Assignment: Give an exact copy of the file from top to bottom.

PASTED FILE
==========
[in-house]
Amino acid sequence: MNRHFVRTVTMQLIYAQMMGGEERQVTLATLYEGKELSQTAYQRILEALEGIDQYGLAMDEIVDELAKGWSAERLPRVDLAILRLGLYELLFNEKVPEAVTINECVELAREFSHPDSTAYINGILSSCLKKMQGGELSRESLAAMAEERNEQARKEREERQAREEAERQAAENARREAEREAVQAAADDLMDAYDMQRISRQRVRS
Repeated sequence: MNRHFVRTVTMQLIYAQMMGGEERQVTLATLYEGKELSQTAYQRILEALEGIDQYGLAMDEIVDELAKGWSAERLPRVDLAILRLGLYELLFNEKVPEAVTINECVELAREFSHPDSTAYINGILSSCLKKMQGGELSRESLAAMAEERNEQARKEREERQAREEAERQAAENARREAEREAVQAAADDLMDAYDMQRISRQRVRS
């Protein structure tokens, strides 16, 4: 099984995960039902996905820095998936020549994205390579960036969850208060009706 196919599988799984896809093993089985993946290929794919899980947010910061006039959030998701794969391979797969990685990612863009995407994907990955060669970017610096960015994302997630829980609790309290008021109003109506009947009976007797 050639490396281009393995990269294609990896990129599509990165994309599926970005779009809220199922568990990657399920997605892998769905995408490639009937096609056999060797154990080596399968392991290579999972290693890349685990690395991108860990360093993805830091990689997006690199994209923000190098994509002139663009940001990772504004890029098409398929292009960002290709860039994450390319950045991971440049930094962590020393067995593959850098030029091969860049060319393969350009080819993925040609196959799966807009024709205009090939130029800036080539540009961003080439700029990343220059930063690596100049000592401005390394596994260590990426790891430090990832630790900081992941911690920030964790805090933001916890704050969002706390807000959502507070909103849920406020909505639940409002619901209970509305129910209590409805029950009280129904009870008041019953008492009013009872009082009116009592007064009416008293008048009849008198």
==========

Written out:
[in-house]
Amino acid sequence: MNRHFVRTVTMQLIYAQMMGGEERQVTLATLYEGKELSQTAYQRILEALEGIDQYGLAMDEIVDELAKGWSAERLPRVDLAILRLGLYELLFNEKVPEAVTINECVELAREFSHPDSTAYINGILSSCLKKMQGGELSRESLAAMAEERNEQARKEREERQAREEAERQAAENARREAEREAVQAAADDLMDAYDMQRISRQRVRS
Repeated sequence: MNRHFVRTVTMQLIYAQMMGGEERQVTLATLYEGKELSQTAYQRILEALEGIDQYGLAMDEIVDELAKGWSAERLPRVDLAILRLGLYELLFNEKVPEAVTINECVELAREFSHPDSTAYINGILSSCLKKMQGGELSRESLAAMAEERNEQARKEREERQAREEAERQAAENARREAEREAVQAAADDLMDAYDMQRISRQRVRS
């Protein structure tokens, strides 16, 4: 099984995960039902996905820095998936020549994205390579960036969850208060009706 196919599988799984896809093993089985993946290929794919899980947010910061006039959030998701794969391979797969990685990612863009995407994907990955060669970017610096960015994302997630829980609790309290008021109003109506009947009976007797 050639490396281009393995990269294609990896990129599509990165994309599926970005779009809220199922568990990657399920997605892998769905995408490639009937096609056999060797154990080596399968392991290579999972290693890349685990690395991108860990360093993805830091990689997006690199994209923000190098994509002139663009940001990772504004890029098409398929292009960002290709860039994450390319950045991971440049930094962590020393067995593959850098030029091969860049060319393969350009080819993925040609196959799966807009024709205009090939130029800036080539540009961003080439700029990343220059930063690596100049000592401005390394596994260590990426790891430090990832630790900081992941911690920030964790805090933001916890704050969002706390807000959502507070909103849920406020909505639940409002619901209970509305129910209590409805029950009280129904009870008041019953008492009013009872009082009116009592007064009416008293008048009849008198």